I watched the movie version of John le Carré’s The Taylor of Panama the other day, and the plot reminded me quite a lot of Graham Greene’s Our Man in Havana, which I had read as a novel before. Even if one concedes that stories involving spies and secret services always are somewhat similar to each other, I guess in this case very similar: Briton who somehow got stranded in corrupt Latin American country gets recruited by MI6 and dreams up the information he’s submitting to the service, then starts losing control over the situation. AFAIK Greene’s novel predates le Carré’s by decades; has Greene ever accused le C. of having plagiarized him?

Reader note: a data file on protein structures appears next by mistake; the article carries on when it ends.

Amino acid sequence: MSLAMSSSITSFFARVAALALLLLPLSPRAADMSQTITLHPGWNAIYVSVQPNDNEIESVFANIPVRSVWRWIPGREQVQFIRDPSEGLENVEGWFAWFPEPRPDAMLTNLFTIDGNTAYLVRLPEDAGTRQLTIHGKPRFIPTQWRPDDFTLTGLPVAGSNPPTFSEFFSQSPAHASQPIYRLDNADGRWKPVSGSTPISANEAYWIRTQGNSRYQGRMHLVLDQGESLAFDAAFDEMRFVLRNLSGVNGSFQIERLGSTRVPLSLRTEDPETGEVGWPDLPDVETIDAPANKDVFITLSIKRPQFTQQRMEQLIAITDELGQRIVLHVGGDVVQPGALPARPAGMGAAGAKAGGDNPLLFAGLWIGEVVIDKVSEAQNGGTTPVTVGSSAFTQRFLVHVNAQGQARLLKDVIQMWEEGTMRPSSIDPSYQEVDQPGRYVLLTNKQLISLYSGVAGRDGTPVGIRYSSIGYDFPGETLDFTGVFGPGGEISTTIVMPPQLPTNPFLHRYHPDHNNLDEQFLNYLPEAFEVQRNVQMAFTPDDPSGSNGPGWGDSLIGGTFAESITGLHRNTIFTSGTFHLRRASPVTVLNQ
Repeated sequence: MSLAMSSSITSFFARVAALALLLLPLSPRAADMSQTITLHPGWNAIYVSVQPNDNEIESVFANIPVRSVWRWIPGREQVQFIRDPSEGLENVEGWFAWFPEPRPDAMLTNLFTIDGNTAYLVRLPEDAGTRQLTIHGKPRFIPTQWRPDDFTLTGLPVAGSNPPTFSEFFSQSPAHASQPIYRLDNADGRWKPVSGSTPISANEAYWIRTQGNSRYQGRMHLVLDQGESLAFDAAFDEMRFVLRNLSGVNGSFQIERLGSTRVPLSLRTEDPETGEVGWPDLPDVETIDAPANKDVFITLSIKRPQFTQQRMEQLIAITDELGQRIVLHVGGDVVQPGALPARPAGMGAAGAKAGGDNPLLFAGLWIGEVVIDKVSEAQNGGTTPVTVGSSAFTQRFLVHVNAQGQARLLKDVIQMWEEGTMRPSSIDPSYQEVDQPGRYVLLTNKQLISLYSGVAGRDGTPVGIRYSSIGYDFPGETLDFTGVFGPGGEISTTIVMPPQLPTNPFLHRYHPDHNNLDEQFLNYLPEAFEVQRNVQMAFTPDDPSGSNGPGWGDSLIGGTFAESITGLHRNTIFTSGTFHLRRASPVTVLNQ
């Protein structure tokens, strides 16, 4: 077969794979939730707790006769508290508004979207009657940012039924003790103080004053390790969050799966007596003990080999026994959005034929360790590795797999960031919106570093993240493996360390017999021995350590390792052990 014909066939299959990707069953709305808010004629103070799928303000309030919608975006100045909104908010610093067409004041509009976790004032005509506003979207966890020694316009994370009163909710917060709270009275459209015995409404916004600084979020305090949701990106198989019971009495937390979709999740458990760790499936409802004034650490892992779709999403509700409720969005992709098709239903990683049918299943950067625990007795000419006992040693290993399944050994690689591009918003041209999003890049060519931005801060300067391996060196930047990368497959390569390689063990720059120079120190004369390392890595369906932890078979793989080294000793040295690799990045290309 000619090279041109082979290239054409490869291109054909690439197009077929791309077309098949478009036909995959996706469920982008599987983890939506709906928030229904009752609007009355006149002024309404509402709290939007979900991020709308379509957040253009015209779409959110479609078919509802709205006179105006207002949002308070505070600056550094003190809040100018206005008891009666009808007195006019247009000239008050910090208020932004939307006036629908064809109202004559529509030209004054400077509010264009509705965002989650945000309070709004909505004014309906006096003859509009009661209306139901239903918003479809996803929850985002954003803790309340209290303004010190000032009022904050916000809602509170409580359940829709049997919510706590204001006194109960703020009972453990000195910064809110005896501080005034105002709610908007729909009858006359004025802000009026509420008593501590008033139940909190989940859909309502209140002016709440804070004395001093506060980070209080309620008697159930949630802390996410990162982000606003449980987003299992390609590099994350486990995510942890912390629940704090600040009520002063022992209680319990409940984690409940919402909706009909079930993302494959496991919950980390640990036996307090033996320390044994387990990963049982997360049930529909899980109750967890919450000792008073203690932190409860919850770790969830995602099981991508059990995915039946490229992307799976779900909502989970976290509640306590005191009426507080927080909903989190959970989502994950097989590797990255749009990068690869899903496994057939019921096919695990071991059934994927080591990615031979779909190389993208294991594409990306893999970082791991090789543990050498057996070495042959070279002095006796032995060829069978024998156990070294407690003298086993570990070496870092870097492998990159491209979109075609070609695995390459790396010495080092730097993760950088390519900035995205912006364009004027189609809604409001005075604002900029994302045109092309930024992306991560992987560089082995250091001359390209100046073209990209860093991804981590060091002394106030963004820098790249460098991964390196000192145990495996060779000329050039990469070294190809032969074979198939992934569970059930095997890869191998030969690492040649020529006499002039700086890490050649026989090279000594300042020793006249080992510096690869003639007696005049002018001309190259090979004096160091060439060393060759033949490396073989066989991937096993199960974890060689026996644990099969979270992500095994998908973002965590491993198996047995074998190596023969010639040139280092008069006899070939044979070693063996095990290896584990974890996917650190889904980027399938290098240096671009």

It’s a homage to Our Man in Havana. It’s explicit. I haven’t my copy of the novel to hand, but I think it says so in so many words in Le Carré’s introductory notes. And Greene died (1991) prior to the book’s publication (1996).
Ah, I see. Thanks.
Hawthorne answered you, but to be fair, if you stick a pin in a world map, and a pin in ‘standard spy plots’ it won’t be that long until you hit latin america, invents intellegance.
I think I mean, “intellegence.” Doh.